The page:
Consistency is key

Striking the balance between designing something fresh that stands out, and still being familiar to new users, is a big challenge — but it’s worthwhile. Prompts, buttons, colors, fonts, copy, menus, and controls should all feel part of the same cohesive program.

If a user is lost from one screen to another or feels like a section looks and feels different they are more likely to backtrack or stop using your product altogether.

Don’t overload the user

As a UI designer for an app or website, you have a limited space to work with at a time. It might be tempting to get in as much information as possible to the user, but simplicity is your friend here. Users don’t want to be overwhelmed by a product, they want clear and concise.

If a user is going deeper into your app, give them an indication of how they got there — for example Men > Shoes > Sneakers > Fashion Sneakers. This will help them navigate easier, not have to worry about retaining information, and instead focus on the product or service in front of them.

User interface design examples

Now that we’ve covered the golden rules of user interface design, let’s see them in action. Here are some of our favorite user interface design examples — and why:

Headspace

For meditation lovers, Headspace needs no introduction. The wellness app boasts over 500 meditation exercises, each catering to a unique wellness topic. But if you’re new to their content and aren’t even sure what you’re looking for yet, you might worry about being overwhelmed, and close the app for good. Headspace lowers that risk from your first encounter with them.

The minute you create your account, the app invites you to try a simple breathing exercise, making it easy to get a taste of what their content’s like without having to scroll through a giant library first. They also invite you using short, specific copy that doesn’t leave you guessing what you’d be signing up for. Not to mention that it’s coupled with a big, clear Begin button. That means you spend less time learning about what the page is asking you to do, and more time trying out the content.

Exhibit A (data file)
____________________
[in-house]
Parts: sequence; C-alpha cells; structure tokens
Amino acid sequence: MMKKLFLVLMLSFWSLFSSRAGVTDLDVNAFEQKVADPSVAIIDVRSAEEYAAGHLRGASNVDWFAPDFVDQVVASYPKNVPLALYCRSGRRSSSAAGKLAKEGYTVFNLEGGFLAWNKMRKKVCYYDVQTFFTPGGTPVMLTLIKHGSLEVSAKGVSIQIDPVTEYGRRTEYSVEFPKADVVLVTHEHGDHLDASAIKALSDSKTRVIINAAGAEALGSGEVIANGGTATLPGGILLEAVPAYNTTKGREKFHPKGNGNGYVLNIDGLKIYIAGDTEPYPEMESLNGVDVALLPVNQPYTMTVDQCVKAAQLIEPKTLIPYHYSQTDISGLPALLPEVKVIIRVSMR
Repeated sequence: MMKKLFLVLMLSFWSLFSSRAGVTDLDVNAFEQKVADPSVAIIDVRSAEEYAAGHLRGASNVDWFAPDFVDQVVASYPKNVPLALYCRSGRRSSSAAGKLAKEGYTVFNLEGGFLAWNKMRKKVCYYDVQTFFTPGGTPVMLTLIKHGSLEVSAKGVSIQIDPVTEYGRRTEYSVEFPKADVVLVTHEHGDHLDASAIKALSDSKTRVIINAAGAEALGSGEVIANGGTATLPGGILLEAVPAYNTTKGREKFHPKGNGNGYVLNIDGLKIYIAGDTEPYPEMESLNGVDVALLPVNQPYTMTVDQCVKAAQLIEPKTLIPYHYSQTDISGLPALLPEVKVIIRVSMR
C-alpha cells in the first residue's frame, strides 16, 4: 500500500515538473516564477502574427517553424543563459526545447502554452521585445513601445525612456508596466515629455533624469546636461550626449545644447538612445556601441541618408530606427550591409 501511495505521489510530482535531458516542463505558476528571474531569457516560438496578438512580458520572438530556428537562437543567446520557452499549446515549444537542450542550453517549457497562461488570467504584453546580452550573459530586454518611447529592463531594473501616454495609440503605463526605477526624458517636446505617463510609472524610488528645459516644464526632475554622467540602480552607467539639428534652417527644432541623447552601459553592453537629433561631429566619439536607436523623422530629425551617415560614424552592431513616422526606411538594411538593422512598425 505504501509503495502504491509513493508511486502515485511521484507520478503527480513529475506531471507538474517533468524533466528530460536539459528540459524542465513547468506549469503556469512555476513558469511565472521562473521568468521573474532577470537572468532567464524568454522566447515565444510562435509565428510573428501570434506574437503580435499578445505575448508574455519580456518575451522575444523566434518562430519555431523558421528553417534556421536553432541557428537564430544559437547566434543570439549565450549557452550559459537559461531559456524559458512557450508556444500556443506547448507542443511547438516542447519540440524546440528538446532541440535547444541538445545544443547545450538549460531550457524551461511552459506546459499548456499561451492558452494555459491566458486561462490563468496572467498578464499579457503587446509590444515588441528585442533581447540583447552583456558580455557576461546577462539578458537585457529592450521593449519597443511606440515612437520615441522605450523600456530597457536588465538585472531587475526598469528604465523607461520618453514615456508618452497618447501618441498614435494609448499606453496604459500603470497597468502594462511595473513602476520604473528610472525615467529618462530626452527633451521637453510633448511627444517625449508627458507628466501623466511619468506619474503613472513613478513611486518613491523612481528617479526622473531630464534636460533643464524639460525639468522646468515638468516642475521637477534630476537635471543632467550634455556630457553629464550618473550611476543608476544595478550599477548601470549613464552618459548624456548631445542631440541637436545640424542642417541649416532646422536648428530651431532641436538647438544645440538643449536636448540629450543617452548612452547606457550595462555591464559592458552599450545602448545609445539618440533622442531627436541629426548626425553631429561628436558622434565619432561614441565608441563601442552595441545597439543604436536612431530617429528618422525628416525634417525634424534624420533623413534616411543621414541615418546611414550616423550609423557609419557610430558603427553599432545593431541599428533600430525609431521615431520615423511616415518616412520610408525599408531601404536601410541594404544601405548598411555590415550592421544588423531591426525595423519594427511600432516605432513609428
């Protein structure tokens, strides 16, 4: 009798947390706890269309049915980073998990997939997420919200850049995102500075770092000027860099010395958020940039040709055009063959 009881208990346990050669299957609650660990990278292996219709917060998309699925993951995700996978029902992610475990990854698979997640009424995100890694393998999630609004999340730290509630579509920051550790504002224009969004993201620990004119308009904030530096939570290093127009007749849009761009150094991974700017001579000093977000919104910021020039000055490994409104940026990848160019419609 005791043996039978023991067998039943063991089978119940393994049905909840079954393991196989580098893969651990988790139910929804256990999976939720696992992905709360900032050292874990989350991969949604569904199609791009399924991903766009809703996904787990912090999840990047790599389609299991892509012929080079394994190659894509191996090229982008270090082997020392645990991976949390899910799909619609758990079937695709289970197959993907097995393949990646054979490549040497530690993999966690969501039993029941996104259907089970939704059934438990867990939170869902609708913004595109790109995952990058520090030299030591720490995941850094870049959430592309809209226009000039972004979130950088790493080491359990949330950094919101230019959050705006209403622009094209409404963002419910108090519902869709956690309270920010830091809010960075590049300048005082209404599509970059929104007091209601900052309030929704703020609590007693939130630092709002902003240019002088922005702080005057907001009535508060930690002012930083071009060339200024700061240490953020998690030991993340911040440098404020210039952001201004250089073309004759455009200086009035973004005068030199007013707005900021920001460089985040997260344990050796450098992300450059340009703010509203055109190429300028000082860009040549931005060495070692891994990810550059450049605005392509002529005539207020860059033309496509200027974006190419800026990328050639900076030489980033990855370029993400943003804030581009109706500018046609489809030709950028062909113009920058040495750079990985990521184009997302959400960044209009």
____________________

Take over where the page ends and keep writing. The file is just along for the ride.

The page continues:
Don’t want to get forced into a breathing exercise upfront? You’ll easily find an exit button on the top right of the screen, allowing you to opt out and explore the app for yourself. What’s worth noting is that the exit button is clearly visible, yet isn’t so big that it competes for your attention with the Begin button. It all helps to keep the page’s main intention crystal clear — and super simple to follow.

An image showing screenshots of the Headspaces user interface.

Your Headspace journey starts the minute you create your account, as seen in how easy they’ve made it for new users to try their first exercise.

1Password

Few password managers come close to 1Password’s slick and simple user interface. When you open the app, you’re met with a locked digital vault that only gives you one way to interact with it: by entering a master password. No password? No entry. In other words, the user interface is designed to do exactly what a password manager is for — it protects your passwords from unwanted guests.

Sure, it’ll be up to you to come up with a highly complex and memorable password that’ll lower the chances of someone else cracking the code. But 1Password has plenty of tips! And once you’ve got that sorted, you won’t have to worry about anyone getting to see anything unless they know your super secret master password.

It’s all in the name: one password to rule them all.

A screenshot of 1Passwords user interface.

1Password’s design makes the password manager’s purpose clear: all you need to do is remember one password. Then, you’ll unlock them all.

AirBnB

Looking for travel accommodation can be a nightmare — especially if you’re trying to tick multiple boxes like affordability, location convenience, size, and comfort. That’s why AirBnB’s user interface keeps so many travelers coming back. The idea is simple. You type in the city or country you’re going to, enter the dates you’re looking at, and then get a bunch of search results for listings in that area.

Each listing highlights the most important information for the user upfront: a photo of the place, the price per night, the number of beds, an average rating out of five stars, and whether it’s a private room or an entire place. On top of that, each listing even gives you a price estimate for how much you can expect to spend in total based on the dates you picked.

That’s a lot of information to get without having to click on a listing first. Talk about respecting the user’s time!

A screenshot of AirBnBs user interface.

AirBnB lets you scroll through travel accommodation listings alongside an interactive map that gives you a clear idea of what neighborhoods and districts you’re looking at.


Now that you know what UI design is and why it’s so important — it’s time to take the golden rules and apply them for yourself. Whether you’re are an experienced designer or budding student, these principles will be with you always. You can also check out our free beginner’s course to learn more about designing in Sketch.

If you’re just learning about UI design — we hope this post helped you appreciate how much of an impact it has on the quality of a product.